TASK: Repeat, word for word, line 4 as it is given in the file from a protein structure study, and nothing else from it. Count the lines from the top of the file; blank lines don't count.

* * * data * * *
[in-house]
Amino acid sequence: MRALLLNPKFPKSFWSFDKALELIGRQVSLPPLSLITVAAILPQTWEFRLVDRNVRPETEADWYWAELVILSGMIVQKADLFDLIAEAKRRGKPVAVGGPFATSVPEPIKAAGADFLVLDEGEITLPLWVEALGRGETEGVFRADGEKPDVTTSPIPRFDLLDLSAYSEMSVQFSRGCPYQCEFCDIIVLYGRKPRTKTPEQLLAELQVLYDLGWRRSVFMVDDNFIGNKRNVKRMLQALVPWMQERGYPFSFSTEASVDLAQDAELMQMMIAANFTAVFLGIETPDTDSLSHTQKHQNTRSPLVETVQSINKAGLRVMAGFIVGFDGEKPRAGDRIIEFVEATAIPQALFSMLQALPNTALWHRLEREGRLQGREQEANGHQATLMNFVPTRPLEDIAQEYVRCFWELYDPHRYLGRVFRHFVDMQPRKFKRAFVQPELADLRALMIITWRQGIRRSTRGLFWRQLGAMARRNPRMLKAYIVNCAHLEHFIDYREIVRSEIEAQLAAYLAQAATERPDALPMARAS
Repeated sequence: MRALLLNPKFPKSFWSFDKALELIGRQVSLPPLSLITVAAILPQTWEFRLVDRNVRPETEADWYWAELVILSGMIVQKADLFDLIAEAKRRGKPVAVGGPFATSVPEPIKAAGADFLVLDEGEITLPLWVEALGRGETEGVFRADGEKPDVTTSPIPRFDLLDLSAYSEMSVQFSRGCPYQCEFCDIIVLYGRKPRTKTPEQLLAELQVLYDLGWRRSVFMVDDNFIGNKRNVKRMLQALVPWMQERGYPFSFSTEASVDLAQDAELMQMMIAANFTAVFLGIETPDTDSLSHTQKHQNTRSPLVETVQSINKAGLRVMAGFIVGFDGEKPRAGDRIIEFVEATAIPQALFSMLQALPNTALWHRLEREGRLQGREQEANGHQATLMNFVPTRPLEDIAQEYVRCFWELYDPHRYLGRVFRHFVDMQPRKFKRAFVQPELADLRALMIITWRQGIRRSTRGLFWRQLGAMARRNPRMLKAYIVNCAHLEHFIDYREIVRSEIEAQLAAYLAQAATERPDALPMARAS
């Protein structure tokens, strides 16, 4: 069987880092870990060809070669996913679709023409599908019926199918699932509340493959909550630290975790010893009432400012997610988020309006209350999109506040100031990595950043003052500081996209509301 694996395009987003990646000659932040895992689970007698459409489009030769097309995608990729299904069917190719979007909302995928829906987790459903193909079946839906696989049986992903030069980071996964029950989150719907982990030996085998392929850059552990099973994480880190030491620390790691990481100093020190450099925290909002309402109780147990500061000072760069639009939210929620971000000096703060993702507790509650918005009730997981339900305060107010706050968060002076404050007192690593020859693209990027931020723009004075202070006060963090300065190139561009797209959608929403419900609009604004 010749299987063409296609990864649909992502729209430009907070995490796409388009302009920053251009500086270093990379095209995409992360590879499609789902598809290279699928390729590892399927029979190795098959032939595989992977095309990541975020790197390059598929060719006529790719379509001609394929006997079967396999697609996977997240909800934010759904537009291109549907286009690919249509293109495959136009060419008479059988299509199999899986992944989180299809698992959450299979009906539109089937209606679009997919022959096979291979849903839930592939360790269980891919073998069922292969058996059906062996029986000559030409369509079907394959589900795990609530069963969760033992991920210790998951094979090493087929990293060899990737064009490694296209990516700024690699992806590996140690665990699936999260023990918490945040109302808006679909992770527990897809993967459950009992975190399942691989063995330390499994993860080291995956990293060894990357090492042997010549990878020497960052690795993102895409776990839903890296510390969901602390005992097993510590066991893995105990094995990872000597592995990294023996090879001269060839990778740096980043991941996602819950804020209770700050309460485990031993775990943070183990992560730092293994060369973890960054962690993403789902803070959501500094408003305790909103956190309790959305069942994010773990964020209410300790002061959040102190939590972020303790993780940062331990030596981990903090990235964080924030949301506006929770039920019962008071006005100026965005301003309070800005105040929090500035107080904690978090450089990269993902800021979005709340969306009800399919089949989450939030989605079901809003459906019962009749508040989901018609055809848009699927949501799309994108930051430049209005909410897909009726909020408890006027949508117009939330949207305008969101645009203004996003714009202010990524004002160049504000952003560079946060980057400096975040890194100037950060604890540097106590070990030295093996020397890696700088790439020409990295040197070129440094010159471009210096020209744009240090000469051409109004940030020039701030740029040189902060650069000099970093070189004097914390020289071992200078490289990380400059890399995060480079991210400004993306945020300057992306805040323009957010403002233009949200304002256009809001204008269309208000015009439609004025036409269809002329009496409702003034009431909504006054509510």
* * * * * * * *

């Protein structure tokens, strides 16, 4: 069987880092870990060809070669996913679709023409599908019926199918699932509340493959909550630290975790010893009432400012997610988020309006209350999109506040100031990595950043003052500081996209509301 694996395009987003990646000659932040895992689970007698459409489009030769097309995608990729299904069917190719979007909302995928829906987790459903193909079946839906696989049986992903030069980071996964029950989150719907982990030996085998392929850059552990099973994480880190030491620390790691990481100093020190450099925290909002309402109780147990500061000072760069639009939210929620971000000096703060993702507790509650918005009730997981339900305060107010706050968060002076404050007192690593020859693209990027931020723009004075202070006060963090300065190139561009797209959608929403419900609009604004 010749299987063409296609990864649909992502729209430009907070995490796409388009302009920053251009500086270093990379095209995409992360590879499609789902598809290279699928390729590892399927029979190795098959032939595989992977095309990541975020790197390059598929060719006529790719379509001609394929006997079967396999697609996977997240909800934010759904537009291109549907286009690919249509293109495959136009060419008479059988299509199999899986992944989180299809698992959450299979009906539109089937209606679009997919022959096979291979849903839930592939360790269980891919073998069922292969058996059906062996029986000559030409369509079907394959589900795990609530069963969760033992991920210790998951094979090493087929990293060899990737064009490694296209990516700024690699992806590996140690665990699936999260023990918490945040109302808006679909992770527990897809993967459950009992975190399942691989063995330390499994993860080291995956990293060894990357090492042997010549990878020497960052690795993102895409776990839903890296510390969901602390005992097993510590066991893995105990094995990872000597592995990294023996090879001269060839990778740096980043991941996602819950804020209770700050309460485990031993775990943070183990992560730092293994060369973890960054962690993403789902803070959501500094408003305790909103956190309790959305069942994010773990964020209410300790002061959040102190939590972020303790993780940062331990030596981990903090990235964080924030949301506006929770039920019962008071006005100026965005301003309070800005105040929090500035107080904690978090450089990269993902800021979005709340969306009800399919089949989450939030989605079901809003459906019962009749508040989901018609055809848009699927949501799309994108930051430049209005909410897909009726909020408890006027949508117009939330949207305008969101645009203004996003714009202010990524004002160049504000952003560079946060980057400096975040890194100037950060604890540097106590070990030295093996020397890696700088790439020409990295040197070129440094010159471009210096020209744009240090000469051409109004940030020039701030740029040189902060650069000099970093070189004097914390020289071992200078490289990380400059890399995060480079991210400004993306945020300057992306805040323009957010403002233009949200304002256009809001204008269309208000015009439609004025036409269809002329009496409702003034009431909504006054509510």